• MAST. The Michigan Alcohol Screening Test, or MAST, is one of the oldest and most widely used tools for detecting alcohol abuse. Multiple variations have been created. In addition to current drinking habits, these questions address a self-evaluation of societal, occupational and family issues related to excessive drinking. Take the MAST.
  • T-ACE. Similar to and based upon the CAGE test, this test is comprised of four more questions to identify a range of alcohol issues, including prenatal drinking. The name comes from the questions that touch upon tolerance, being annoyed by others’ criticism of drinking, the need to cut down, and the eye-opener issue.

Find Help to Overcome Addiction

If you are concerned that your drinking habits are becoming a problem, but you are unable to stop drinking on your own, The Recovery Village can help. Call now for more information about our treatment services. Begin your path to recovery today.

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Editor – Melissa Carmona
Melissa Carmona puts years of writing and editing experience to work helping people understand substance abuse, addiction and mental health disorders. Read more
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Medically Reviewed By – Dr. Conor Sheehy, PharmD, BCPS, CACP
Dr. Sheehy completed his BS in Molecular Biology at the University of Idaho and went on to complete his Doctor of Pharmacy (PharmD) at the University of Washington in Seattle. Read more

American Psychiatric Association. Diagnostic and Statistical Manual of Mental Disorders: DSM-5. Arlington, VA, American Psychiatric Association, 2013.

Centers for Disease Control and Prevention. “Frequently Asked Questions – Alcohol.” January 15, 2020. Accessed May 12, 2020.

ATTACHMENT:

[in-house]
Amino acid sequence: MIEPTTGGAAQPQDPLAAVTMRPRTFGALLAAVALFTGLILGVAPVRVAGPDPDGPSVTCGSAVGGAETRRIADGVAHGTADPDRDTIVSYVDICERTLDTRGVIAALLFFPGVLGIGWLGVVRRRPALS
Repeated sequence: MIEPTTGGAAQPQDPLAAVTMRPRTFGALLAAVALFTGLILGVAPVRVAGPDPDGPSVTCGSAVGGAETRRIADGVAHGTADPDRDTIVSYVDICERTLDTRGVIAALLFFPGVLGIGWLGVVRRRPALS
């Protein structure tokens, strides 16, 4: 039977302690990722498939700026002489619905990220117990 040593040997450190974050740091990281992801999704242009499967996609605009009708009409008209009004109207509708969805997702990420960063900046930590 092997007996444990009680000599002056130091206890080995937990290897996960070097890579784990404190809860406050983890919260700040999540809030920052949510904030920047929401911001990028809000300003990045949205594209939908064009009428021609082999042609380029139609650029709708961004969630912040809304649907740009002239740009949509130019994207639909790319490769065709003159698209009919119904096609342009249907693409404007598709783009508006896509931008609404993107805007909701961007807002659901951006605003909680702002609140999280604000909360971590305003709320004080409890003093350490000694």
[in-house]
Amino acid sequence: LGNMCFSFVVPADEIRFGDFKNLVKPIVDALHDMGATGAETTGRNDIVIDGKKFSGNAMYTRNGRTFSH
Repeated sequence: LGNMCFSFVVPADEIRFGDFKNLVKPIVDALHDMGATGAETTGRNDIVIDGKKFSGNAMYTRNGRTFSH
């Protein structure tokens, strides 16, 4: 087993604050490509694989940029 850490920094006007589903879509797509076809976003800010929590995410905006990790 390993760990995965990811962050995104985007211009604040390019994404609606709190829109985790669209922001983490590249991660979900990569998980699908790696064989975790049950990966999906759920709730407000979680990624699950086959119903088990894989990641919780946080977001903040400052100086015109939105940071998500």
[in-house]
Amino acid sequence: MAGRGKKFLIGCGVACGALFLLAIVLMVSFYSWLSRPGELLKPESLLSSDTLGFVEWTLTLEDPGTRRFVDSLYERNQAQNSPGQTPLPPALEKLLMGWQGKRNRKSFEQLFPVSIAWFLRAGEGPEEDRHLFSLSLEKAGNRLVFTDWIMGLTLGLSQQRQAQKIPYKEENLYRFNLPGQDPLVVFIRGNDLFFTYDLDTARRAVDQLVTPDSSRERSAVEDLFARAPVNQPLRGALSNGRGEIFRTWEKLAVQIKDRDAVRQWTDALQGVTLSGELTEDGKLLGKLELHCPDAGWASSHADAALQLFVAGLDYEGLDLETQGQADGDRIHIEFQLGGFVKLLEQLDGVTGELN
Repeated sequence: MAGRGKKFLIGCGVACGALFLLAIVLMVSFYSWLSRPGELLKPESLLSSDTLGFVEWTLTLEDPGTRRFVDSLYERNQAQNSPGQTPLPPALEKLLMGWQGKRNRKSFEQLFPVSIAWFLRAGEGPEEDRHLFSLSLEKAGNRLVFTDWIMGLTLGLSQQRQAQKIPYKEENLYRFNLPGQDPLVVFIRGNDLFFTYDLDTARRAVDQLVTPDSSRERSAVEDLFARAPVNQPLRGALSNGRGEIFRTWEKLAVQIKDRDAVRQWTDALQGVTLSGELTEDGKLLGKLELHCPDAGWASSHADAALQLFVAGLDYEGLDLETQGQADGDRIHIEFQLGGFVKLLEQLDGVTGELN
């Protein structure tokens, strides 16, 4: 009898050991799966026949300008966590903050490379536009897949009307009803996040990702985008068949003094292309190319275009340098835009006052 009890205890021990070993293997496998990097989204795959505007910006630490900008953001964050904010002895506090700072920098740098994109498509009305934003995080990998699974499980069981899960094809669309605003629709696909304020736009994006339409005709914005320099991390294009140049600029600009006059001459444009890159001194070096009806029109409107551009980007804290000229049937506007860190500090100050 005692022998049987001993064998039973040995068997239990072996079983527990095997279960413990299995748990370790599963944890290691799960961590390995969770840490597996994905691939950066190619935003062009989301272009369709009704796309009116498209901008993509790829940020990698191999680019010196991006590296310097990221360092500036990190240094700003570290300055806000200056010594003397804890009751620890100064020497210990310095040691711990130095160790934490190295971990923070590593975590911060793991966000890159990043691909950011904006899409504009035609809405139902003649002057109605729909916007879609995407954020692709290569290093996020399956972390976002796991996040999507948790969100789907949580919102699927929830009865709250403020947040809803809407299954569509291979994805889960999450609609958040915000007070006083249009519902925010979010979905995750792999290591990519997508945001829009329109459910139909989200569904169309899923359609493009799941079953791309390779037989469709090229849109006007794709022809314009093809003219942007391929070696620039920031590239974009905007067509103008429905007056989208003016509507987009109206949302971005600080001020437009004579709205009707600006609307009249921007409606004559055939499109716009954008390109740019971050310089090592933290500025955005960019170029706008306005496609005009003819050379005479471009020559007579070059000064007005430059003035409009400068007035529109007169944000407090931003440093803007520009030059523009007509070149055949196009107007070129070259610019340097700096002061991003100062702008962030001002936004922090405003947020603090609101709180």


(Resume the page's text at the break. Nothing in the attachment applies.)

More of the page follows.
MedlinePlus. “Alcohol Withdrawal: MedlinePlus Medical Encyclopedia.” U.S. National Library of Medicine, April 9, 2020. Accessed May 12, 2020.

National Institute on Alcohol Abuse and Alcoholism. “Alcohol Facts and Statistics.” February 2020. Accessed May 12, 2020.

National Institute on Alcohol Abuse and Alcoholism. “Researchers Identify Alcoholism Subtypes.” National Institutes of Health (NIH), June 28, 2007. Accessed May 12, 2020.

National Survey on Drug Use and Health 2018. “Results from the 2018 National Survey on[…]th: Detailed Tables.” Substance Abuse and Mental Health Services Administration, 2018. Accessed May 12, 2020.

Chang, Grace, et. al. “Identification of Risk Drinking Women: T[…] the Medical Record.” Journal of Womens Health. October 2010. Accessed May 12, 2020.

Medical Disclaimer

The Recovery Village aims to improve the quality of life for people struggling with substance use or mental health disorder with fact-based content about the nature of behavioral health conditions, treatment options and their related outcomes. We publish material that is researched, cited, edited and reviewed by licensed medical professionals. The information we provide is not intended to be a substitute for professional medical advice, diagnosis or treatment. It should not be used in place of the advice of your physician or other qualified healthcare providers.